The distinction between novel and a story collection has long been in a state of flux-- at least since Maugham's Ashenden. I was at a bookstore. I grabbed a DFW book off the shelves and read what I thought was the first chapter. "Mr. Squishy." If that was a short story it could be considered even more of a failure-- because there's no hope of it getting better.
As there's no hope for you. Your mind is trapped within a box of this rule or that one, unable to think your way out, but seemingly knowing only what's accepted-- only what you're told. Intellectually you're a programmed mechanism; a robot.
I've seen no evidence to the contrary.
"But look!" the robot says. "It says right here! Right on the cover. 'Stories.' Stories!" Whirr click. "It says, right here. It says, right here. It says, right here. . . ."

King said...

Of course, the truly stupid person here is me, for wasting time talking about a hopelessly dead art with-- a robot!

King said...

(I should add: Why is it demanded that I take David Foster Wallace seriously? Because the literary system which backs his art insists?
What you're taking seriously-- Jonathan Franzen, for instance-- isn't deserving of it. Those who do are either brainwashed, or have a stake in the system. Time, for instance, feeling compelled to name SOMEONE the Great American Novelist, then finding a stooge who matches their own narrow tops-down point of view. I don't take any of it "seriously." Though I have an image of all the very serious boozhie people involved with a constipated art putting very oh-so serious expressions on their faces as they read the officially approved literary works, which are all terrible, if truth be told, whether from Lethem or Lorrie Moore or Mr. Squishy or Mr. Franzen. It's all dull bourgie trash only slightly related to the real America. It looks as if in two months the intellectual class which tries to cram their tastes and shopworn ideas down the public's throats will receive a large shock. I fear it won't be enough of a shock.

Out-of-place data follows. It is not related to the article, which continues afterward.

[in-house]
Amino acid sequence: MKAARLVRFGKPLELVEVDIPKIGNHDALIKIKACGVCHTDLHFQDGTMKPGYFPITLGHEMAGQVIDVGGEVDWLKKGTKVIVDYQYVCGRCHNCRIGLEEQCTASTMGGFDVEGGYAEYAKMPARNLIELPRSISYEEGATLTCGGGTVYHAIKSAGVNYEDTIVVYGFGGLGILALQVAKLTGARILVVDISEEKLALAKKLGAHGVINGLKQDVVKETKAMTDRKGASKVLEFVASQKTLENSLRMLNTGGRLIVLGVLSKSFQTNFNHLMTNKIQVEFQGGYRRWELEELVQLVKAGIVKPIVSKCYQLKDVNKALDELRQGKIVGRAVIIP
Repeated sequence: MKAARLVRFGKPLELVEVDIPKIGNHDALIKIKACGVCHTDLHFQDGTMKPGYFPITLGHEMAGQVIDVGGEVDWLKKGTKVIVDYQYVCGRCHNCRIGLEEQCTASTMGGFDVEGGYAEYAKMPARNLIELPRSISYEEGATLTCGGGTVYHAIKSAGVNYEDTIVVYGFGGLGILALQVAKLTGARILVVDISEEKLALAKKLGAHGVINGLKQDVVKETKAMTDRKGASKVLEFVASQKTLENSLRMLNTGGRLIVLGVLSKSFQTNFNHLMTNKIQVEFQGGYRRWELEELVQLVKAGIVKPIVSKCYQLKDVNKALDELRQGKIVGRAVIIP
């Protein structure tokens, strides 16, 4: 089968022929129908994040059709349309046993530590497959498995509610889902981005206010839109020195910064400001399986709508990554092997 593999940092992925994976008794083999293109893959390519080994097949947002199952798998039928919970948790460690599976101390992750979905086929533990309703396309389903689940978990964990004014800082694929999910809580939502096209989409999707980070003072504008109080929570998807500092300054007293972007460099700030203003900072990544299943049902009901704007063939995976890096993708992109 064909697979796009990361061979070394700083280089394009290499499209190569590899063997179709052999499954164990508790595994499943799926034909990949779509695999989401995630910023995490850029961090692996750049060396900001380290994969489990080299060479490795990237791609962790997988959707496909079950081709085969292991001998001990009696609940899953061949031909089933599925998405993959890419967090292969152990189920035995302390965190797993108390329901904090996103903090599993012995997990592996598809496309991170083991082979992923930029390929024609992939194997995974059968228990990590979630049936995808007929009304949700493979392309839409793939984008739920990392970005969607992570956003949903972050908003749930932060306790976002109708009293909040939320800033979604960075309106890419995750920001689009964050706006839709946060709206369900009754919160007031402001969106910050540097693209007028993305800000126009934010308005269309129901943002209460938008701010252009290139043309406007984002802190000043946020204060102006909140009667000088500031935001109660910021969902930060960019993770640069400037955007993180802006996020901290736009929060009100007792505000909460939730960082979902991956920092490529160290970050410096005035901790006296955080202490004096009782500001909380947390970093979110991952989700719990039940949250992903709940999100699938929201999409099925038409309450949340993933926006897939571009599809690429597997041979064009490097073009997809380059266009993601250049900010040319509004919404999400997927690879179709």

The ULA, that failed project, was formed almost ten years ago to wake up these same folks. One of our first actions was when we crashed a very "serious" literary reading at KGB. I'll always remember it-- had seen many like it of course-- people listening as if in church to utter literary junk about ennui in Tuscany read in a monotone. I and my compatriots looked around ourselves at the audience and couldn't help but laughing. Were they hypnotized? They stared at the reader, who had not one microgram of performance skill was staring down at the page intensely serious as serious as the intent audience it was like having dropped into a bubble world an entirely different universe a bizarro world and of course this was the make-believe let's-pretend-this-is-art universe in which these people live. The same principle is at work with DFW. Yes! Let's be "serious"! This is "serious" business! Let's pretend this book of insanity is "art"! But you see, it's not. Only the incurably indoctrinated could take "Mr. Squishy" seriously for a moment. The whole thing, the entire charade between "author" and "serious reader" is make believe, beginning on page one.)